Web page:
Rute is the first town of Cordoba you come to when you pass the Embalse de Iznájar in the northern Malaga territory. It’s situated only a 20-minute drive from Cuevas de San Marcos and just over one hour from both Cordoba and Malaga. Driving from Granada to Rute takes about 1 hour and 15 minutes.
By bus, you can travel directly from Granada to Rute in 1 hour 30 minutes.
From Malaga, take the bus to Loja and change buses there to Rute. The journey takes from 2 hours and 20 minutes.
From Cordoba, there are a few bus connections through Lucena (only once a day in the summer months.) You can check bus tables here.
Best time to visit Rute
Like other inland towns and villages in Andalucia, it’s best to visit Rute between late September to early May since the summer months are scorching hot.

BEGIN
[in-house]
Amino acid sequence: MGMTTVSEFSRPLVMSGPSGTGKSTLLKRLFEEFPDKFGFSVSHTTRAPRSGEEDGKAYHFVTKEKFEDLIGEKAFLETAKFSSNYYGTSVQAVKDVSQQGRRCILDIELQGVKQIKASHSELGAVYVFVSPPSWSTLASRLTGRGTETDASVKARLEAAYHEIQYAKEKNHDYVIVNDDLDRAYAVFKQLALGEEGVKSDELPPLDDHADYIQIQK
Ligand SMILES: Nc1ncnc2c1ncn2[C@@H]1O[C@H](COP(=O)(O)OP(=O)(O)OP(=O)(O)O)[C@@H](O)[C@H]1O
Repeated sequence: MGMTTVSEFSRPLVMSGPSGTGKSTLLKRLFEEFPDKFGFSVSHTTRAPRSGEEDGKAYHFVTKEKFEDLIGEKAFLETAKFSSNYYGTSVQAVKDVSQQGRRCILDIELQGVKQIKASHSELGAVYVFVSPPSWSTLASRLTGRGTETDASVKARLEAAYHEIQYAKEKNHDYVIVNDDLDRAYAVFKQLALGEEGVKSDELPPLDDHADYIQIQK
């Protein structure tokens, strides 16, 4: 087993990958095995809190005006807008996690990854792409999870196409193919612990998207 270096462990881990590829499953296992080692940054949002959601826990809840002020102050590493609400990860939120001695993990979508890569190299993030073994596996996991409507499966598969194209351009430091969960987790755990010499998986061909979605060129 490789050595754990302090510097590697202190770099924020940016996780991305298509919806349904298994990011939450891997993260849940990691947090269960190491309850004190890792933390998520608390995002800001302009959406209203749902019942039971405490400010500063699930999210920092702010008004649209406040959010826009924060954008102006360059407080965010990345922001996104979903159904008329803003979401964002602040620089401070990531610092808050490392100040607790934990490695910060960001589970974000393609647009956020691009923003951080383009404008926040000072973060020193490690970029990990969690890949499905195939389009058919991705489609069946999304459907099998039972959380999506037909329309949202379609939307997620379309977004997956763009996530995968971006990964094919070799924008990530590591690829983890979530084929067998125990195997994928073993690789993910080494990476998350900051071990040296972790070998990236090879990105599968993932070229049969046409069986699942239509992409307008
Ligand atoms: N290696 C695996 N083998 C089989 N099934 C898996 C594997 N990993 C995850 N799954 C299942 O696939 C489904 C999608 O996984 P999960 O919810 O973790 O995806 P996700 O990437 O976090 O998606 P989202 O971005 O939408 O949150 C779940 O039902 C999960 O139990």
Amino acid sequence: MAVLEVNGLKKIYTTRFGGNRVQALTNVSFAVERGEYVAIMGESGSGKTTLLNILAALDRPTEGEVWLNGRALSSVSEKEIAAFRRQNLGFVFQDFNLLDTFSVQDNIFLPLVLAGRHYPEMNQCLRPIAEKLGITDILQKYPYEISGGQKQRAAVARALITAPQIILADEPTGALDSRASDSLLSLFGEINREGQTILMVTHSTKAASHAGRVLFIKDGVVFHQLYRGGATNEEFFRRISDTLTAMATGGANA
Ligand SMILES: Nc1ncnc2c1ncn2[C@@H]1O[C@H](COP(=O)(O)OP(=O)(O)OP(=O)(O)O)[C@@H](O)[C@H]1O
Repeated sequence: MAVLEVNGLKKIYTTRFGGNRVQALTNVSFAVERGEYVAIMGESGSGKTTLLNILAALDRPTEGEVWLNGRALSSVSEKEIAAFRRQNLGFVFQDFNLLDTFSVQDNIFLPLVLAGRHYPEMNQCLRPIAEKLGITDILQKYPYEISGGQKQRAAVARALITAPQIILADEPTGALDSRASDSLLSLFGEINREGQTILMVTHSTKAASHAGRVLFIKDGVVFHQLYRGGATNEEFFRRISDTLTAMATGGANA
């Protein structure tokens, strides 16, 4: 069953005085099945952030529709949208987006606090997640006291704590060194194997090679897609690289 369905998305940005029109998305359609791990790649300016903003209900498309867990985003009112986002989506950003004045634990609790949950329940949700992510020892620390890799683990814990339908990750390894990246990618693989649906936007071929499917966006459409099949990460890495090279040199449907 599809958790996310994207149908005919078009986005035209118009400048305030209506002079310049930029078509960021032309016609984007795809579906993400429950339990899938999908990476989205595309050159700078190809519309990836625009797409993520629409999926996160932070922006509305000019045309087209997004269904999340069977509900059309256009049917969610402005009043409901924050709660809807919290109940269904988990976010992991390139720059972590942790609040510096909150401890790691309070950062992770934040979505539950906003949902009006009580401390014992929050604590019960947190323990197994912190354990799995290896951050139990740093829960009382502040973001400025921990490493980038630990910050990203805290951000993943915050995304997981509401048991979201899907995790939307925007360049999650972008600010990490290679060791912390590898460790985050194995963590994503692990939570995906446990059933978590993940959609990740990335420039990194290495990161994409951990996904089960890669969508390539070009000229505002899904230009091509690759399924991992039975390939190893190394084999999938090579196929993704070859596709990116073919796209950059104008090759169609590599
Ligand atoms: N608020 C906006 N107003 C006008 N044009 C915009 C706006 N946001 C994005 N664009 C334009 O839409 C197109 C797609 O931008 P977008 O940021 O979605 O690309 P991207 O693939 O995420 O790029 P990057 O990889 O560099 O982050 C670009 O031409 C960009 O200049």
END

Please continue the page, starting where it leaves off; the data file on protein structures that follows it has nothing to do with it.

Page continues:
That said, in the last week of August, the quaint town features the local Feria (town Fair) and you can expect traditional music blended with modern tunes filling the main plaza in front of the Anis Museum.
If you haven’t experienced a small village fair yet and happen to be around at this time, it’s a golden opportunity to mingle with the locals and experience the real Andalucia.
Besides the feria, the town wakes to life before Christmas when they display the yearly Chocolate Nativity Scene and the Chocolate Museum is open (any other chocolate fans out there?)
However, note that being a mountain town, the winter temperatures can drop to 3-4 degrees celsius at night and just about 10 degrees celsius in the daytime, so make sure you bring warm clothing as this is one of the cooler areas in Andalucia in winter.
In the spring, especially during May and June, you can expect all the beautiful patios to be open to the public, so if you’re around at that time, you’re up for a treat. These are some of the best in the entire province!
Things to see and do in Rute
Hit the museums